3 Skills Every Leader Needs to Be Successful, From a C-Suite Executive at an Iconic Wellness Brand

Sponsored by WW

Photo Courtesy of WW

Photo Courtesy of WW

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As Chief Product Officer at WW, Lucinda Newcomb manages teams that oversee the digital member experience from start to finish. This is no small task, especially at such an iconic company, but from her first recruiting experience with WW, she knew she’d be up for the challenge. 

“In an ideal world, when you’re joining an organization, you should both feel lucky,” she recently told Fairygodboss. “That’s how it feels when it’s a magical match and I definitely felt that at every step of the interview process — and every day since joining WW.”

She also knew she’d be set up to succeed because of the significant focus  WW has on technology. While WW’s technology capabilities are just beginning to receive recognition, their commitment to growing their digital offerings aids Newcomb in doing great work every day. 

“We are so much more of a tech company than you can see from the outside,” she said. 

The culture of meritocracy, mission-driven work and strong female role models from the C-suite down solidify WW as a great place to work, according to Newcomb. 

“Working for a company that has strong women leaders and that sees people and rewards them for the impact they can have is very powerful,” she shared.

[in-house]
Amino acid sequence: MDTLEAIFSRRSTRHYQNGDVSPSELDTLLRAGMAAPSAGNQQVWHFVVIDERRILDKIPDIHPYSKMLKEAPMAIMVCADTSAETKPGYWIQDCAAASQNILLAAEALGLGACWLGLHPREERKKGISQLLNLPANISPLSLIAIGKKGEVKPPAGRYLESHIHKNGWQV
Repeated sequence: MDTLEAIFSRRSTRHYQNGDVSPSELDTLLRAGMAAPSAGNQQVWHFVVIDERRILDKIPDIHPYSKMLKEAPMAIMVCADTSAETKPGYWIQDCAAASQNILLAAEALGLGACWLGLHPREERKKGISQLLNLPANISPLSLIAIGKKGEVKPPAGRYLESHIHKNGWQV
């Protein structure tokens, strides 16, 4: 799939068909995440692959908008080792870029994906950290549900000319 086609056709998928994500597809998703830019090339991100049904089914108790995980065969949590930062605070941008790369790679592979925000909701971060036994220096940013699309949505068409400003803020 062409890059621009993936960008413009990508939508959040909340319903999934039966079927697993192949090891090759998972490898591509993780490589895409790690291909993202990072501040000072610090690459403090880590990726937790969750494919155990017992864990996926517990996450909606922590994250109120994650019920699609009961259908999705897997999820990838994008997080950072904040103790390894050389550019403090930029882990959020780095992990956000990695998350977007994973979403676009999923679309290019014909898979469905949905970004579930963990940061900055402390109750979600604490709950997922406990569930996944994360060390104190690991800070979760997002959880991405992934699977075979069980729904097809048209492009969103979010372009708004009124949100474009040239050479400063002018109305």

Newcomb is this role model to the members of her team. Through her experiences, she’s learned quite a bit about discovering and showcasing a team’s talents, sponsoring women who are rising through the ranks and leading with integrity. Below you can read the three skills she thinks every leader needs to be successful — and her action steps for meaningful sponsorship.

Tell me about your role at WW.

As Chief Product Officer, I am responsible for building awesome, compelling digital experiences for our WW Members that help them find success in their weight loss and wellness journeys. I have all of the product management, design, program definition and experience research teams in my organization, looking across the entire end-to-end member journey. 

What about the organization first made you want to join? 

When I got a call from an exceptional leader I had previously worked for at Sephora telling me she had the perfect role for me, I was intrigued. She raved about the brand, the company, the mission and the people and suggested I meet them.

She was so right on every one of those levels and more. This is an area of high “passion match” for me. I followed the WW program in 2008, lost 20 pounds and have kept it off since. WW gave me a sense of empowerment and control over my own life — that “I am in control and change my own behaviors” — made the difference more than actually losing the weight. It was a turning point for me.